Tuesday, December 07, 2004


Apparently, the fact that SEPTA's credibility is at or near an all-time low among most legislators in Harrisburg isn't stopping some columnists from still acting as adjunct members of SEPTA's Ministry of Mis-Information. Take John Baer's column in Monday's Daily News:

Possible loss of SEPTA jobs and service presents an opportunity for Gov. Rendell not only to save the day, but maybe save the year.

With a $62 million SEPTA hole threatening to suck down a chunk of the regional economy, there is every reason to act and act fast.

For despite blame aimed at the Legislature for ending its two-year session early, the governor is the most identifiable and responsible leader on this issue. He has the authority, the smarts and certainly the reasons to avert a transit nightmare.

Plus, the Legislature's gone until January, when cuts and fare increases are set to start.

The only problem is, Iggles season drags on through the holidays and Gov. Rendell (D-Pa./Comcast SportsNet) is rather busy with other priorities right now...

So, Ed. There's "flexible" federal highway money, not a first choice, but an option; there's capital fund cash, I'm told, authorized but never bonded; perhaps unexpended balances in PennDOT or other agencies; maybe the option of
accelerating normal state payments to SEPTA as was done for schools during the
last "crisis"; or even slush fund grants.

Point is the government is huge. Things can be done. I'd note, for example, after a tax-breaks-for-Comcast deal flopped in the Legislature, Ed found a $30 million grant for the company.

If you can find money to help people who run corporations, you can find money to help people who ride the early bus.

Of course he helped Comcast. He's on the payroll, remember?

Make no mistake: The situation at hand is the result of failures on the part of lawmakers and the governor. That SEPTA workers face the fear of layoffs is directly attributable to gamesmanship and lackluster leadership.

The problem exists, along with others, because early warnings were ignored and because the Legislature's four caucuses and two houses do not work well enough together or with the administration.

That, and the fact Ed and GOP leaders are at distant odds over pay raises and name-calling, petty partisanship no one but they care about but that, yet again, prevents problem-solving.

Folks who work for and ride SEPTA have no interest in who called whom what, or who failed to act when - they just want the buses and trains to run.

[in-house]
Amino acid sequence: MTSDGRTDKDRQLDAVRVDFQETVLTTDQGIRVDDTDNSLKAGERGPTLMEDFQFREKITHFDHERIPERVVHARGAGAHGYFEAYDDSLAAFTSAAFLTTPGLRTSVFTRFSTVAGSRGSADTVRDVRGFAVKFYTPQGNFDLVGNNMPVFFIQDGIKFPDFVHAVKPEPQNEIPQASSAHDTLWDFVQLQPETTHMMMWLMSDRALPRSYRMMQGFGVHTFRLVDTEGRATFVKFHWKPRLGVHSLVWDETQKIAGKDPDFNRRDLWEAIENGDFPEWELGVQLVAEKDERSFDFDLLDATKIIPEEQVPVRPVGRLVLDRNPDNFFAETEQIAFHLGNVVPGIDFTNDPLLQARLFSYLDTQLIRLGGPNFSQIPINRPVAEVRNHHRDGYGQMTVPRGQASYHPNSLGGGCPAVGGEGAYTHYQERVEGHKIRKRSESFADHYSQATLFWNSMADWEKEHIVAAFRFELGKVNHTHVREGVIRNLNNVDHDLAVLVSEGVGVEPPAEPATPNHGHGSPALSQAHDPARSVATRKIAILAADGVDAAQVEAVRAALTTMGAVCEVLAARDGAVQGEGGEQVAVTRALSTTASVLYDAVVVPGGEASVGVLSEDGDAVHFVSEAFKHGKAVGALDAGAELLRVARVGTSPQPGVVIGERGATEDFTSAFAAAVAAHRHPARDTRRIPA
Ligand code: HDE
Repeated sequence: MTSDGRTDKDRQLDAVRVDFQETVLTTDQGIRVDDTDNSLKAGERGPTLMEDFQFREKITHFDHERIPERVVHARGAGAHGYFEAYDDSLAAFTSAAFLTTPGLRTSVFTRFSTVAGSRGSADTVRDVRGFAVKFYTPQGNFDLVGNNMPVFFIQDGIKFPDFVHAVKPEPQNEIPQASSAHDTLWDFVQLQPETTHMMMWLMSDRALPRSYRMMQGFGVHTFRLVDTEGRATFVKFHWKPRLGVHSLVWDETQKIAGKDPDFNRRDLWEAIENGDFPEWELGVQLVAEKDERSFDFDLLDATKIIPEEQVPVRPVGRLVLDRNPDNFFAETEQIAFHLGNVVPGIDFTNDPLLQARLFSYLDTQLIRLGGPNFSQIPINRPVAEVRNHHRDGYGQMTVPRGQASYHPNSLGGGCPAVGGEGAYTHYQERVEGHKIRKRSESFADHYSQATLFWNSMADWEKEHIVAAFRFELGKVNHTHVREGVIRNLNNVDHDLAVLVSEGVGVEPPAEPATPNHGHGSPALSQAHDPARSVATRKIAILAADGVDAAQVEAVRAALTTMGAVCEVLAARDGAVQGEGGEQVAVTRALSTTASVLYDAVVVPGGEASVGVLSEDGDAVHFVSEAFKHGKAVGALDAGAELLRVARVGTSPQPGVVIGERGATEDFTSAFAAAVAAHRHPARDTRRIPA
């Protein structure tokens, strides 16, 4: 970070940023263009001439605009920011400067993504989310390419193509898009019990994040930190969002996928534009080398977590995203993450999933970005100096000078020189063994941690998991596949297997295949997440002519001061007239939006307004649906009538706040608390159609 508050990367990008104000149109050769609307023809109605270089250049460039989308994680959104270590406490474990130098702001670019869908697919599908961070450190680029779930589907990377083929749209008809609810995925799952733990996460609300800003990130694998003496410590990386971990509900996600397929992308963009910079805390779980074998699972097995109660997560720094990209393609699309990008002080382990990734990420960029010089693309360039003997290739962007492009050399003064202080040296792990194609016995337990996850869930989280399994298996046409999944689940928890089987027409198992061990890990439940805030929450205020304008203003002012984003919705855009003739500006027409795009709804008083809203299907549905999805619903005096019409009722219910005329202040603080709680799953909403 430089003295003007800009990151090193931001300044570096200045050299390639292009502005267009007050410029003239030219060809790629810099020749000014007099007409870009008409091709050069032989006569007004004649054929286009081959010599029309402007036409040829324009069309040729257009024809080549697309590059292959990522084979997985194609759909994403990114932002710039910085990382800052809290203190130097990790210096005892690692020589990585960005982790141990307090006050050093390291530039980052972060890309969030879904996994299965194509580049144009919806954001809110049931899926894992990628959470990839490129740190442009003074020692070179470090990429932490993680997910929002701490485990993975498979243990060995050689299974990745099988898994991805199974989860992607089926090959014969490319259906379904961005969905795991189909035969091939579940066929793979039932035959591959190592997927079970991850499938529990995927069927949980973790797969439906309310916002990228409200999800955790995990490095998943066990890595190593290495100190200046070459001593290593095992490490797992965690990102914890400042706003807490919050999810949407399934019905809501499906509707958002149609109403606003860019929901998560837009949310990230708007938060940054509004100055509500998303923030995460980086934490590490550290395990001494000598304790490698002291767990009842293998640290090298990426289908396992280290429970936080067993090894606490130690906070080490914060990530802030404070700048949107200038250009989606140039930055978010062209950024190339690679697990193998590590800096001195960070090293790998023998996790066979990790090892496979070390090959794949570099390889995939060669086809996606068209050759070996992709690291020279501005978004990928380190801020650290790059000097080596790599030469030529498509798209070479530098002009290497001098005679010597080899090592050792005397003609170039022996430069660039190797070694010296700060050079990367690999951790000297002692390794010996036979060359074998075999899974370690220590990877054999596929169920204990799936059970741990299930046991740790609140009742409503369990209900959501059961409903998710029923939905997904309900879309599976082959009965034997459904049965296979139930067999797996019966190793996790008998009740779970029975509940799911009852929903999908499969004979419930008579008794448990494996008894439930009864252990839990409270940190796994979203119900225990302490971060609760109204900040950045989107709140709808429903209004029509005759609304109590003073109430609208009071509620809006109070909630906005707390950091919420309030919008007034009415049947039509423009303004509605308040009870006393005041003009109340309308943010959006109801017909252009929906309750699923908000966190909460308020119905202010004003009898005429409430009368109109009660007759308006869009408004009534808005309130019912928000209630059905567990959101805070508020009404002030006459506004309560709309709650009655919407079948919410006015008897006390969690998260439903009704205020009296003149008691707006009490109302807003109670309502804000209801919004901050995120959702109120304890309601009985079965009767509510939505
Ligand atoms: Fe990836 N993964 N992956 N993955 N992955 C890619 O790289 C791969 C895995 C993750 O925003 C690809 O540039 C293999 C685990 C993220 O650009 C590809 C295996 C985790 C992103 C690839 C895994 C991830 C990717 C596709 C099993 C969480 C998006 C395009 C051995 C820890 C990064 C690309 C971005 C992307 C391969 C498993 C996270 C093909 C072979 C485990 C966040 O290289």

Even then, the buses and trains don't run as well as they could...
The politics are plain.

SEPTA gets 68 percent of the state's $741 million mass-transit budget. Now it wants more. By most accounts, the agency's well-run, basically the victim of underestimated revenues from a funding fix in '91. So its need seems real.

But Republicans who run the Legislature hate the idea of their constituents, who mostly never see a SEPTA vehicle, paying increased taxes or fees of any kind for services they don't use.

This is well-known. Yet a Dwight Evans plan backed by Rendell offered at the 11th
hour is $110 million in various increased statewide fees, and when it's rejected, Rendell and others act surprised.

Who's kidding whom?

Meanwhile, Republicans say some Rendell wish lists near the end of session did not include SEPTA, and at least one priority-numbered list had SEPTA only at the bottom and without a number, as if, said a source, "it's an afterthought."

Rendell press secretary Kate Philips says, "That's not the case."

And the Governor won't race down the Turnpike at 90 miles per hour en route to get to his Iggles gig, right?

Whatever is the case, SEPTA got short shrift. And when its board then
proposed drastic cuts and fare increases, Rendell called it, "The inevitable
result of the Legislature's failure to act."

Come on. The problem isn't new; the solution offered isn't politic. The governor and the Legislature dropped the ball.


What does makes sense is for the governor to find funds to keep SEPTA running now without blaming the Legislature.

Then it makes sense for Rendell and the legislature to find ways (gas tax, property-transfer tax, parking tax, commuter tax, some combination) to better fund SEPTA with statewide revenue that also funds other transportation needs or with regional revenue used solely for SEPTA.

A challenge, no question. But also an opportunity - to show leadership, improve political relations, save the day and maybe the year.
Daily News

At least Baer isn't blindly blaming Republicans as is often the tact of most reporters on the Daily News payroll...

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